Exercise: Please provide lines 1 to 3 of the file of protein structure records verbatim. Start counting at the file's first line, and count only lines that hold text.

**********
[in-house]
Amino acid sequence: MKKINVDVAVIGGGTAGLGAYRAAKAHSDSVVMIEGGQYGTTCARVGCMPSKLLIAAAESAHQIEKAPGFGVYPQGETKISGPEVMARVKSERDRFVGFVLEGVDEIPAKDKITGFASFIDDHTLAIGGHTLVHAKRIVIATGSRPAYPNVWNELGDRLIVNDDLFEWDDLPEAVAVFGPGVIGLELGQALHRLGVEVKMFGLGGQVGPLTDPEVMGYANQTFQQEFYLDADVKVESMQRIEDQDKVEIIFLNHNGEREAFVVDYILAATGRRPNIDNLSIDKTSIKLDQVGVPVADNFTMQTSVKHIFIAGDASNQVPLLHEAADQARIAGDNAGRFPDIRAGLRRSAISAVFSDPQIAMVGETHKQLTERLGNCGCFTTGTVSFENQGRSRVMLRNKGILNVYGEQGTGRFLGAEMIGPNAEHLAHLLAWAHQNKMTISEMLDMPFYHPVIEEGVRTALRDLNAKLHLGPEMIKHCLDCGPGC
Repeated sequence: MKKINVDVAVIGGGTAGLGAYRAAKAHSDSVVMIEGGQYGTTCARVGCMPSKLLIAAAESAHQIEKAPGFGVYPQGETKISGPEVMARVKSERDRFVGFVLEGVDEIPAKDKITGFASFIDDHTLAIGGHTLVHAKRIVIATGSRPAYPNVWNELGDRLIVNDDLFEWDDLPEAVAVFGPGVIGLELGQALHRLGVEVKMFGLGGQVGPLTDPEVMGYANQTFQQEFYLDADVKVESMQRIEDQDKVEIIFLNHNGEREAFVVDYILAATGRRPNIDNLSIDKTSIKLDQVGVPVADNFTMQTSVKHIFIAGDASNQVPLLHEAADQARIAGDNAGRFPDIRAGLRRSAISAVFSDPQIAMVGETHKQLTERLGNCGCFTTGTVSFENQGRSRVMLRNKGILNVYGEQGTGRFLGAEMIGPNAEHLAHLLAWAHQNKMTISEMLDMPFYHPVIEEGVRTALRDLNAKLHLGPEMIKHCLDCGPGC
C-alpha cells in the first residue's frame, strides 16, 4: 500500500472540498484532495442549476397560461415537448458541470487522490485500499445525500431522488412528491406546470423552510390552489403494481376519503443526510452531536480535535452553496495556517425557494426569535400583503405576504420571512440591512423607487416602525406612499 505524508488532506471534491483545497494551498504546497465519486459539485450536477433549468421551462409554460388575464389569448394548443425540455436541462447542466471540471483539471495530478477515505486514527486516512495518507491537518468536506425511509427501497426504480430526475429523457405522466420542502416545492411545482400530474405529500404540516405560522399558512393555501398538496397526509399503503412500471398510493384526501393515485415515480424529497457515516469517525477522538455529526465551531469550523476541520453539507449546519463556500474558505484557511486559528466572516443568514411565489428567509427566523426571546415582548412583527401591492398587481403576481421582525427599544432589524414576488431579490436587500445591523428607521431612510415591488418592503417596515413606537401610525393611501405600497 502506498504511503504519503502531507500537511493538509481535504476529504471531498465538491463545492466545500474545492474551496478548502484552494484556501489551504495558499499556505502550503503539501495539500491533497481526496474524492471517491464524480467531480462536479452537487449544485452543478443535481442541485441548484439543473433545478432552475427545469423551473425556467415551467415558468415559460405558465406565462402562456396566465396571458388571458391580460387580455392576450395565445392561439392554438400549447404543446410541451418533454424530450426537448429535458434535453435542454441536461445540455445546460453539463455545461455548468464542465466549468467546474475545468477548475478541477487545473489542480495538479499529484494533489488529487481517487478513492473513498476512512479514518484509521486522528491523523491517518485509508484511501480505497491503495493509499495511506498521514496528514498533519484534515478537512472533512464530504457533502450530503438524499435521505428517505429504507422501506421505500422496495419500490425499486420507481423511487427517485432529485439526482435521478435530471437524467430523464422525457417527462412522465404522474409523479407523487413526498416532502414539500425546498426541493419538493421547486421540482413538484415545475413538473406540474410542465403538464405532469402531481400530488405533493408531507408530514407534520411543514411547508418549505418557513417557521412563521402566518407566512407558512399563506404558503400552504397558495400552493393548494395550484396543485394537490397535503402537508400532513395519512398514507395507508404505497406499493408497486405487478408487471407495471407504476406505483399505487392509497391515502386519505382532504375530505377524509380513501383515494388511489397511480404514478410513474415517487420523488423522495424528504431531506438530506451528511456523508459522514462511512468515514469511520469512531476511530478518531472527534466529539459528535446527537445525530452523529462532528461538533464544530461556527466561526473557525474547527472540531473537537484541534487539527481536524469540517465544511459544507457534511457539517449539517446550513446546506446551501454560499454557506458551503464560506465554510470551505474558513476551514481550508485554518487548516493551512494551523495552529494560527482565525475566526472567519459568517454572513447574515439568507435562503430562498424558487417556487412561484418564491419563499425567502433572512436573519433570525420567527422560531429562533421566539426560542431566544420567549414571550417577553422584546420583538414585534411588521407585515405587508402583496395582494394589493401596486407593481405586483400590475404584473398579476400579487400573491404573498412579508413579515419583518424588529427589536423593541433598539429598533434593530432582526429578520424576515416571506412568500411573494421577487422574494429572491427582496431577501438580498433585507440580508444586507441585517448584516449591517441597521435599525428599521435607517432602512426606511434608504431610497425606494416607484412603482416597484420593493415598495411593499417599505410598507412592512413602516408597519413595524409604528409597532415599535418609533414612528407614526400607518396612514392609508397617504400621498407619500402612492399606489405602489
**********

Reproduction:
[in-house]
Amino acid sequence: MKKINVDVAVIGGGTAGLGAYRAAKAHSDSVVMIEGGQYGTTCARVGCMPSKLLIAAAESAHQIEKAPGFGVYPQGETKISGPEVMARVKSERDRFVGFVLEGVDEIPAKDKITGFASFIDDHTLAIGGHTLVHAKRIVIATGSRPAYPNVWNELGDRLIVNDDLFEWDDLPEAVAVFGPGVIGLELGQALHRLGVEVKMFGLGGQVGPLTDPEVMGYANQTFQQEFYLDADVKVESMQRIEDQDKVEIIFLNHNGEREAFVVDYILAATGRRPNIDNLSIDKTSIKLDQVGVPVADNFTMQTSVKHIFIAGDASNQVPLLHEAADQARIAGDNAGRFPDIRAGLRRSAISAVFSDPQIAMVGETHKQLTERLGNCGCFTTGTVSFENQGRSRVMLRNKGILNVYGEQGTGRFLGAEMIGPNAEHLAHLLAWAHQNKMTISEMLDMPFYHPVIEEGVRTALRDLNAKLHLGPEMIKHCLDCGPGC
Repeated sequence: MKKINVDVAVIGGGTAGLGAYRAAKAHSDSVVMIEGGQYGTTCARVGCMPSKLLIAAAESAHQIEKAPGFGVYPQGETKISGPEVMARVKSERDRFVGFVLEGVDEIPAKDKITGFASFIDDHTLAIGGHTLVHAKRIVIATGSRPAYPNVWNELGDRLIVNDDLFEWDDLPEAVAVFGPGVIGLELGQALHRLGVEVKMFGLGGQVGPLTDPEVMGYANQTFQQEFYLDADVKVESMQRIEDQDKVEIIFLNHNGEREAFVVDYILAATGRRPNIDNLSIDKTSIKLDQVGVPVADNFTMQTSVKHIFIAGDASNQVPLLHEAADQARIAGDNAGRFPDIRAGLRRSAISAVFSDPQIAMVGETHKQLTERLGNCGCFTTGTVSFENQGRSRVMLRNKGILNVYGEQGTGRFLGAEMIGPNAEHLAHLLAWAHQNKMTISEMLDMPFYHPVIEEGVRTALRDLNAKLHLGPEMIKHCLDCGPGC